Sebelius: Insurers To Meet Health Requirement Early
RENEE MONTAGNE, host:
This is MORNING EDITION from NPR News. Im Renee Montagne.
STEVE INSKEEP, host:
And I'm Steve Inskeep. Good morning. College seniors may struggle to find a job this spring, but they are getting a graduation present from the health insurance industry. They will be permitted to remain on their parent's health insurance plans. NPR's Julie Rovner has the story.
JULIE ROVNER: The rules of most health insurance policies are this: Your adult child can stay on your policy only if he or she is a full-time student. So when they graduate, their health insurance goes away. Among the people it happened to is Health and Human Services Secretary Kathleen Sebelius and her two children.
Secretary KATHLEEN SEBELIUS (Department of Health and Human Services): We went through this when both of them got out of school and were not headed for jobs where there was health insurance involved.
ROVNER: That won't happen anymore under the new health law. Young adults can stay on their parents' plans regardless of student status, until age 26. But it doesn't take effect until September. That left a several-month gap for this year's graduates. So Sebelius decided to see if she could do something about it.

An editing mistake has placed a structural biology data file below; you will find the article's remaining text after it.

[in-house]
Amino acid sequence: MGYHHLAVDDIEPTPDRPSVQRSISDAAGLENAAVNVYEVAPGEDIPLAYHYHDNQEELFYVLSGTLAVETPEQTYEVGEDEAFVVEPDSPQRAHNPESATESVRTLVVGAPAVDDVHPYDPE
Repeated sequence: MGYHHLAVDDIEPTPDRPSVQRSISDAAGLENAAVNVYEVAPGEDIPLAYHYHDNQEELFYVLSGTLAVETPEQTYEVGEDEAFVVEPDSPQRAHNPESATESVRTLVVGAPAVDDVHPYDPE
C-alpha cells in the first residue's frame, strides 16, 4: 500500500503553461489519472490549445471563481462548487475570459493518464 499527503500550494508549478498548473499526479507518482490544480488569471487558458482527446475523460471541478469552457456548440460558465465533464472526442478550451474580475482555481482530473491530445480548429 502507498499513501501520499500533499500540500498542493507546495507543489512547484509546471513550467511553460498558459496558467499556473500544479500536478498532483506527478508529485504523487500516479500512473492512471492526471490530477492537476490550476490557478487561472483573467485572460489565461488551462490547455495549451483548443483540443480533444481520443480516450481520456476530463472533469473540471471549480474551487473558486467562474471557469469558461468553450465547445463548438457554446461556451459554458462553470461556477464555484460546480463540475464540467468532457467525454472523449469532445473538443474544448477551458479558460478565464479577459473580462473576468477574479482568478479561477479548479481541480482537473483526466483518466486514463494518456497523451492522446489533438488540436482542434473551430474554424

Sec. SEBELIUS: We began a little outreach to just see if there was some appetite in really closing this gap. And frankly, companies thought that it was a good idea.
ROVNER: So yesterday, WellPoint Inc., which covers 33 million people, and United Healthcare, which covers 24 million, both announced they'd start covering most young adults sooner. For United, that coverage begins, essentially, right away. WellPoint will begin June 1st. But that will pick up anyone who graduates in May, since coverage always lasts 'til the end of the month.
Bradley Fluegel, chief strategy officer for WellPoint, says accelerating the coverage simply makes good business sense.
Mr. BRADLEY FLUEGEL (WellPoint): It seemed not really in our members' interests to disenroll them, only to have them re-enroll three months later. That seems overly complicated. So it just seemed to make sense to just let them stay on.
ROVNER: And Richard Collins, of United, says young adults are generally cheap to insure, so why would insurers want to let them go?
Mr. RICHARD COLLINS (United Healthcare): This population does not always avail itself of the opportunities to have health insurance in the market that - there are. And we would like to cover more of them.
ROVNER: HHS Secretary Sebelius says she's optimistic that more insurers will soon follow the two big companies' lead.
Julie Rovner, NPR News, Washington.